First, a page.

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History: The Association of American Railroads had been establishing design standards for freight cars since the early part of the century. Each new design standard meant higher capacity, lighter, more durable cars.
The Modified 1937 AAR boxcar design was a result of the industries continued search for more freight volume per carload. The real first attempt at a standardized design had been the 1932 ARA steel boxcar with an inside height of 9'-4" . In 1936 the board of the AAR approved the 1937 AAR design with a 10'-0" inside height. This became a standard throughout the industry.
Where appropriate, the AAR represents its members' interests to the public at large and to Congress and government regulators in particular. The AAR works to improve the efficiency, safety and service of the railroad industry, such as through its responsibility for the industry's interchange rules and equipment specifications, e.g. for locomotive multiple unit control. One of the AAR's duties is to oversee the assignment of reporting marks – two to four letter codes that uniquely identify the owner of any piece of railroad rolling stock or intermodal freight transport equipment (trailers, semi-trailers, containers, etc.) that can be carried on a railroad.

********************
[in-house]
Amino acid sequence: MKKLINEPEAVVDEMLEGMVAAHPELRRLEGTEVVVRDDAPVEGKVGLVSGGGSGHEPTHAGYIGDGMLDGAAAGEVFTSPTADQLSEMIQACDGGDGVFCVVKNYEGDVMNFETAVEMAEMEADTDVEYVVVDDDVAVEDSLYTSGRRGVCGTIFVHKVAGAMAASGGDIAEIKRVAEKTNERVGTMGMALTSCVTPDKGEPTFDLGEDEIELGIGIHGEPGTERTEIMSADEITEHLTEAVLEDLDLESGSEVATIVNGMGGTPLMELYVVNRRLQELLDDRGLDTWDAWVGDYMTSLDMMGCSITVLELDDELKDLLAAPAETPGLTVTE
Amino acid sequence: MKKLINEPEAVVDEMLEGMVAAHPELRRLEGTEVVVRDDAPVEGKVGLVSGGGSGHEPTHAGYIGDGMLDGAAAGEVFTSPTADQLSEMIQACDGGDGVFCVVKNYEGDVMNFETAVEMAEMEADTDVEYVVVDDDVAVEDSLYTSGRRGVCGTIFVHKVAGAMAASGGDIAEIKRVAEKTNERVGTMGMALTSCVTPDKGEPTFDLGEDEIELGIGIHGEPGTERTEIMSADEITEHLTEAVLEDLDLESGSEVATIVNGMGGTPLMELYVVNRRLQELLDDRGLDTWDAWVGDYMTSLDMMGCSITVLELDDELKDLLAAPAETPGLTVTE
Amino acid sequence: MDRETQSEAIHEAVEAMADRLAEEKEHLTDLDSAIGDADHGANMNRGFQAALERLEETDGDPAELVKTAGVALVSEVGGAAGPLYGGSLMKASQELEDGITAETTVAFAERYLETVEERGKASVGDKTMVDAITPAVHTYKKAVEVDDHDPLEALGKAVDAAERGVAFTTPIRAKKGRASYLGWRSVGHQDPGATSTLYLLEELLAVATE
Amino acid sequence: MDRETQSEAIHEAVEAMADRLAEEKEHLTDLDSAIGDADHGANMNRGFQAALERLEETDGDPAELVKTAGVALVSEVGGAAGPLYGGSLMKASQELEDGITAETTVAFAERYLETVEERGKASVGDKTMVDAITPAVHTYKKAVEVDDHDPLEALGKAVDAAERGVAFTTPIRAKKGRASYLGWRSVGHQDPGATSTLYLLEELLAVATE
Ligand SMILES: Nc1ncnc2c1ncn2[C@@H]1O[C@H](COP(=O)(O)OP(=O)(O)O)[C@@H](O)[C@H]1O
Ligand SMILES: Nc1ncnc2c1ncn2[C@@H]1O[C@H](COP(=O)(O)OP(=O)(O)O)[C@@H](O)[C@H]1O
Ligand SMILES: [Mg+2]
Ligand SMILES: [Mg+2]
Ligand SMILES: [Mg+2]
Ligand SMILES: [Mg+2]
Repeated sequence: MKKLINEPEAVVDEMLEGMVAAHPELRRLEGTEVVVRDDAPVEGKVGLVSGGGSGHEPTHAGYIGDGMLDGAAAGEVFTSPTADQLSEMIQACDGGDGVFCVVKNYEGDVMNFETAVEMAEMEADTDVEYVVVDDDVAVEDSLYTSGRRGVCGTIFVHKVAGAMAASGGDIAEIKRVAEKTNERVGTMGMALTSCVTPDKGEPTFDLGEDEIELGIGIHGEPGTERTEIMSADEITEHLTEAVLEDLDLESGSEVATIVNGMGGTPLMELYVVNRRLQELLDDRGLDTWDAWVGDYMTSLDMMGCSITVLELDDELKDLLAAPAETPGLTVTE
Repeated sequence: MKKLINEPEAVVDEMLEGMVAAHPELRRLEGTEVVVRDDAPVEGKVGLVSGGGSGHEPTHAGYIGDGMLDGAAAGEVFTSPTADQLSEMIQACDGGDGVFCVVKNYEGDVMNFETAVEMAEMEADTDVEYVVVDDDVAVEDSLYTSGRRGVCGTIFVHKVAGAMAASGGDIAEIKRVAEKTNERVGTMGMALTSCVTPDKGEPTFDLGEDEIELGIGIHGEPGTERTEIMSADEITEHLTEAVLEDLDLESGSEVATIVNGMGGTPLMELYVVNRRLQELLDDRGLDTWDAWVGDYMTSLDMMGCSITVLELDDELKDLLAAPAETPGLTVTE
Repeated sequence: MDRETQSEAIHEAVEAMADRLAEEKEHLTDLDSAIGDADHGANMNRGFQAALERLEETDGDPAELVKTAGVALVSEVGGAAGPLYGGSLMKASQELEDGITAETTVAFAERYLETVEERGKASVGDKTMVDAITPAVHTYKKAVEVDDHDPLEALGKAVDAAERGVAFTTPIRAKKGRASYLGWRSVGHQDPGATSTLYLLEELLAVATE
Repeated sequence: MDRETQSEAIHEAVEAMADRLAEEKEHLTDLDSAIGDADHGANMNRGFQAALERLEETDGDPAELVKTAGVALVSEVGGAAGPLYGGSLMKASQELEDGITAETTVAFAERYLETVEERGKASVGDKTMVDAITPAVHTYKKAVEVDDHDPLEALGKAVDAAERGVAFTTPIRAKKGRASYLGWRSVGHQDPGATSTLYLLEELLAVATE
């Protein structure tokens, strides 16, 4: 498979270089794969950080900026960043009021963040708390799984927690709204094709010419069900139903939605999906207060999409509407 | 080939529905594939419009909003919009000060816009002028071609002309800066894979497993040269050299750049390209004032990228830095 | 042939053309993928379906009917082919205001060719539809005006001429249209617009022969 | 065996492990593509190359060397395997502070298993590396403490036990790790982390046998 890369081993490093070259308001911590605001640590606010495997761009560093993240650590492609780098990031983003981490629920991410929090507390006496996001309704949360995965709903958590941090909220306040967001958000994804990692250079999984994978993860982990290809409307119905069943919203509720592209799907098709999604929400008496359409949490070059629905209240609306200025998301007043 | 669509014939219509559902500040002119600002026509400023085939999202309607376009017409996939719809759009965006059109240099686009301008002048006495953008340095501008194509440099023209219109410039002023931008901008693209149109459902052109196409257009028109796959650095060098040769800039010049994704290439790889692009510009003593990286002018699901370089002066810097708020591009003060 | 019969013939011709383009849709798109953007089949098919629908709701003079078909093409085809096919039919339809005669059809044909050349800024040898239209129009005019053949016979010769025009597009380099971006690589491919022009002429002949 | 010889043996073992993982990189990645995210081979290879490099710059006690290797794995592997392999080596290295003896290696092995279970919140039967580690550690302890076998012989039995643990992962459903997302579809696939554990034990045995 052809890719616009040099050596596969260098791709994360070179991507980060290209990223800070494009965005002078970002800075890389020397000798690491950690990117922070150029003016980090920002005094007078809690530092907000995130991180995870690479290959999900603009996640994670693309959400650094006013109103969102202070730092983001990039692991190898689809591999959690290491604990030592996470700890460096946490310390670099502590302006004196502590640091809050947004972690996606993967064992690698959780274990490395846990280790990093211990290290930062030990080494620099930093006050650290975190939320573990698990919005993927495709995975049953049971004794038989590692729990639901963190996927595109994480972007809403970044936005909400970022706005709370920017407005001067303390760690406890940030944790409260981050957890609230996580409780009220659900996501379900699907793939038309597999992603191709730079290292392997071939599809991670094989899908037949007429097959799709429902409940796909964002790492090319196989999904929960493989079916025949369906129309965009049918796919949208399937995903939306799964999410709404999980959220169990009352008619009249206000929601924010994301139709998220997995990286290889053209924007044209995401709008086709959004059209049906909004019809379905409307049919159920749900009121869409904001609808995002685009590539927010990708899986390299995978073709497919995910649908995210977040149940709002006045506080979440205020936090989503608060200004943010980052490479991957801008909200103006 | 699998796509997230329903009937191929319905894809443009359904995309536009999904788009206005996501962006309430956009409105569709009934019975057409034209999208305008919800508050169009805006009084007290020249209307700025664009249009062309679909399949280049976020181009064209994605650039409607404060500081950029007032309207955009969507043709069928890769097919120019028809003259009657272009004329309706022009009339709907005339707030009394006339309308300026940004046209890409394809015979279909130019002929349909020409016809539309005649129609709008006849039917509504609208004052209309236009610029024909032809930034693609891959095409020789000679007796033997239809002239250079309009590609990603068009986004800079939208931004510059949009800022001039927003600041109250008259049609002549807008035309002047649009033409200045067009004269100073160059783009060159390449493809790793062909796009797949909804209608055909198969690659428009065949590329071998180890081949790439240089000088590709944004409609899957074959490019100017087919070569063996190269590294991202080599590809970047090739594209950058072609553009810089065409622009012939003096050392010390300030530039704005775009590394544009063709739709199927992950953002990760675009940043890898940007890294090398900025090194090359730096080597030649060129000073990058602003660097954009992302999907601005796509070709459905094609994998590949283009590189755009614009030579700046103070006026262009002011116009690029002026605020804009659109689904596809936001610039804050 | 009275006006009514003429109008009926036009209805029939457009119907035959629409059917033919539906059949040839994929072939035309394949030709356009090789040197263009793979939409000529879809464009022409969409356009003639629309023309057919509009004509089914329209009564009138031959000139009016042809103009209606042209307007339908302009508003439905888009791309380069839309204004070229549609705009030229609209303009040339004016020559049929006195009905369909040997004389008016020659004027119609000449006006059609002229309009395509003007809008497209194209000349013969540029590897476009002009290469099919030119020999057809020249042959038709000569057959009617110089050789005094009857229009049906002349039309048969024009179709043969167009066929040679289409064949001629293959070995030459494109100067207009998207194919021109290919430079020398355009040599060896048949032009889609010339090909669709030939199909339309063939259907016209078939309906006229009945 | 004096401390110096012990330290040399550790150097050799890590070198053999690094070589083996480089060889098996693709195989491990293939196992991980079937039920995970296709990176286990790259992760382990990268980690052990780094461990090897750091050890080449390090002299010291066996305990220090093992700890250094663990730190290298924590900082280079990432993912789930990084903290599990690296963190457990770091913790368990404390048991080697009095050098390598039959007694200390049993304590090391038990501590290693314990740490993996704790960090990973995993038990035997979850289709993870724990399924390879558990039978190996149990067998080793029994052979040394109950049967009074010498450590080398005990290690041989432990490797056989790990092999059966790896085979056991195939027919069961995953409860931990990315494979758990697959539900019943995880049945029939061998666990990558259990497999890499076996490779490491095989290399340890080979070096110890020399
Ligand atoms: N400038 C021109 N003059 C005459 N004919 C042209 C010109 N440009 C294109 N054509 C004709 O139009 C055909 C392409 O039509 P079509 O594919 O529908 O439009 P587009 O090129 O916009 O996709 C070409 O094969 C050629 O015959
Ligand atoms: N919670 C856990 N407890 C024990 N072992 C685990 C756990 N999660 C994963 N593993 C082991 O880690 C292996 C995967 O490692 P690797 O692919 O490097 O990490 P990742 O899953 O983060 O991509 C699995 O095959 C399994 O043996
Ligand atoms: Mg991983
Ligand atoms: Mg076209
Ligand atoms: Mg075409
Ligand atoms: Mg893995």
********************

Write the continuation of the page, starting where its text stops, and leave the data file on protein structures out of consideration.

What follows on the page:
Item Links: We found: 1 different collections associated with Rail - Rolling Stock (Freight) - Boxcar - AAR 1937
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Item created by: gdm on 2018-02-02 07:46:02
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